Another grub-control measure considered to be organic is milky spores, a bacterium that can be effective at controlling many types of grub beetles, including Japanese beetles. It depends on soil that is fairly warm, however, so it may not be the best choice for northern climates. Fall is considered a good time for application since the grubs are usually fairly close to the surface at this time. Milky spores will not have much success if applied in the spring and summer or when the soil is too dry.
Milky spores are mixed with water, applied with a sprayer or as a granular powder, and then watered thoroughly. It may take several years of repeated treatment to bring severe infestations under control.
Apply Beneficial Nematodes
Nematodes are microscopic soil worms that feed on the larvae of various insects. They are increasingly popular as a natural, non-toxic control for various damaging pests. There are many species of nematodes, but for lawn grubs, choose a species such as Heterorhabditis bacteriophora, which will also control Japanese beetle grubs. Nematodes should be applied when the grubs are active and present; in most regions, midsummer to late summer is the ideal time. If applied too early or too late, the application will be wasted.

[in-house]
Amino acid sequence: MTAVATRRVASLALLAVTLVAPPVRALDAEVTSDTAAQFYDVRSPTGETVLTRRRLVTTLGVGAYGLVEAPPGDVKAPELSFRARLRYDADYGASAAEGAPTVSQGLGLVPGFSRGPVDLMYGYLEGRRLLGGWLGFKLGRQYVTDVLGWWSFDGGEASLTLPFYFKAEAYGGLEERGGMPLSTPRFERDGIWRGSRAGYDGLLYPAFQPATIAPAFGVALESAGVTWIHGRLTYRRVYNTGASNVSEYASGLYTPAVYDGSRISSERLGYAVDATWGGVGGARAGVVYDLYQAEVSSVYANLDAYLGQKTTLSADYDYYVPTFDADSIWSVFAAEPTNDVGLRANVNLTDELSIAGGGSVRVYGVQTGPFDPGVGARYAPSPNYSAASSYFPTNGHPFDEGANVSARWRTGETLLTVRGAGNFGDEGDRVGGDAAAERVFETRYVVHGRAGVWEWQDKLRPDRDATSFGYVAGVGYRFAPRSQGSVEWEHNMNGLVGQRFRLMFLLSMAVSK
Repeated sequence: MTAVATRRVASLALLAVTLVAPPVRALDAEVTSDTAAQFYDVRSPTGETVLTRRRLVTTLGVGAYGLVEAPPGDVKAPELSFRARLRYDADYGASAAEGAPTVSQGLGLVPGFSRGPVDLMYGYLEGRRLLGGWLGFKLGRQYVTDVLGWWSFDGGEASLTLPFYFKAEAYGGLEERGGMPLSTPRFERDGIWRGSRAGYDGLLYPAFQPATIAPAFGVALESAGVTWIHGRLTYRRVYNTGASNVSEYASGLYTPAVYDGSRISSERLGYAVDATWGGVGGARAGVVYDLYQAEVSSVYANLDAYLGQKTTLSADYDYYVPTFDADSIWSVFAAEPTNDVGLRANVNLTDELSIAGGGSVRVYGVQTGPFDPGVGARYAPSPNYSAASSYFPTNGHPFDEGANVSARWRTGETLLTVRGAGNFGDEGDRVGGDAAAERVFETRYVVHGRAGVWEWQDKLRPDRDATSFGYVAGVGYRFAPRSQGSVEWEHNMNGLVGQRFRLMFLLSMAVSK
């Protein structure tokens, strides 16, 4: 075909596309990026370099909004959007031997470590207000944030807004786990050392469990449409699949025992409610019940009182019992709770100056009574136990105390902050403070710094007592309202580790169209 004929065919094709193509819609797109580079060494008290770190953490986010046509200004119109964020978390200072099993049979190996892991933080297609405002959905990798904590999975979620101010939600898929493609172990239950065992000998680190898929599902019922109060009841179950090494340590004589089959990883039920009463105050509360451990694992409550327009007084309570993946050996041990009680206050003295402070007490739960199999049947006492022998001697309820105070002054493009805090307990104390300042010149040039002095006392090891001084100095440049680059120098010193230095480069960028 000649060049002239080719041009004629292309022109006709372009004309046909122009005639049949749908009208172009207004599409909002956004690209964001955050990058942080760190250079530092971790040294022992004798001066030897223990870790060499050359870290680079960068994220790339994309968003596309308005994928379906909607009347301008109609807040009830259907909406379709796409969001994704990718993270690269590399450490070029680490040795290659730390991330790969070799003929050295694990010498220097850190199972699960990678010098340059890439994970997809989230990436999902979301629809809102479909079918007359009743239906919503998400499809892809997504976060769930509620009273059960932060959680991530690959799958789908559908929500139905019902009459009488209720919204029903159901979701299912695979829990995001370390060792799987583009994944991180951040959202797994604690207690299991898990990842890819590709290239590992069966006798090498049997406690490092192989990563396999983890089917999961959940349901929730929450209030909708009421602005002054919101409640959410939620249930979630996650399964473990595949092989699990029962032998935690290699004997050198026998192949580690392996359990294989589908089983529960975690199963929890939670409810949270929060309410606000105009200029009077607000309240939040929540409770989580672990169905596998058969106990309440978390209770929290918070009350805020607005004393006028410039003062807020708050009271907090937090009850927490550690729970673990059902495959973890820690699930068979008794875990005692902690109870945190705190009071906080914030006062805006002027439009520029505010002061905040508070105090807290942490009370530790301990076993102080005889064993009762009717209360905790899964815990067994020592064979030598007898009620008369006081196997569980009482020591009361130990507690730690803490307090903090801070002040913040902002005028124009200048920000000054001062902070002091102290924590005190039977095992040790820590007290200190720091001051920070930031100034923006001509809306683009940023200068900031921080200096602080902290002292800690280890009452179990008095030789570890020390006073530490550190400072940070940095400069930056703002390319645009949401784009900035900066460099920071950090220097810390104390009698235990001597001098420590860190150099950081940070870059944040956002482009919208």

Mix the nematodes with a garden sprayer, and then apply to a wet lawn in the evening. Immediately water the nematodes thoroughly so the solution drains down into the soil. You may need several applications over a period of two or three years to fully control grubs and the subsequent June bugs, but, used correctly, nematodes are a very good control measure.
Apply a Preventive Insecticide in June or July To Prevent and Infestation of Grubs
Another option is to apply an insecticide containing imidacloprid, thiamethoxam, clothianidin, or chlorantraniliprole in early to midsummer. However, be aware that these are preventive insecticides that kill only the newly hatched grubs. They will not kill mature grubs, eggs, pupae, or burrowing beetles. Thus, timing is quite critical with these products; too early or too late, and their effectiveness is largely lost.
Apply a Curative Insecticide in September
Although it’s always better to avoid chemical insecticides if possible, a serious grub and June bug infestation is one case in which insecticides may be necessary if you want to save your lawn. The most effective chemical remedy is to apply a product that contains carbaryl or trichlorfon in September. These are contact chemicals that will kill grubs and prevent them from pupating into adults. And, in September, the grubs are still close enough to the surface to be killed by the insecticide. These are known as curative chemicals rather than preventative since they will kill the insects in all their life cycle phases. Applied in September, these insecticides will kill as many as 80 percent of the grubs, thereby greatly reducing the following year’s June bug emergence.
Make sure to water these chemicals thoroughly. Toxicity to humans and most animals is moderate but well documented. Carbaryl is toxic to fish, so avoid applying it where run-off to lakes and rivers is possible. Trichlorfon in large concentrations is a central nervous system stimulant and should be used cautiously. Immediate watering will remove the chemical from the surface and reduce the hazard.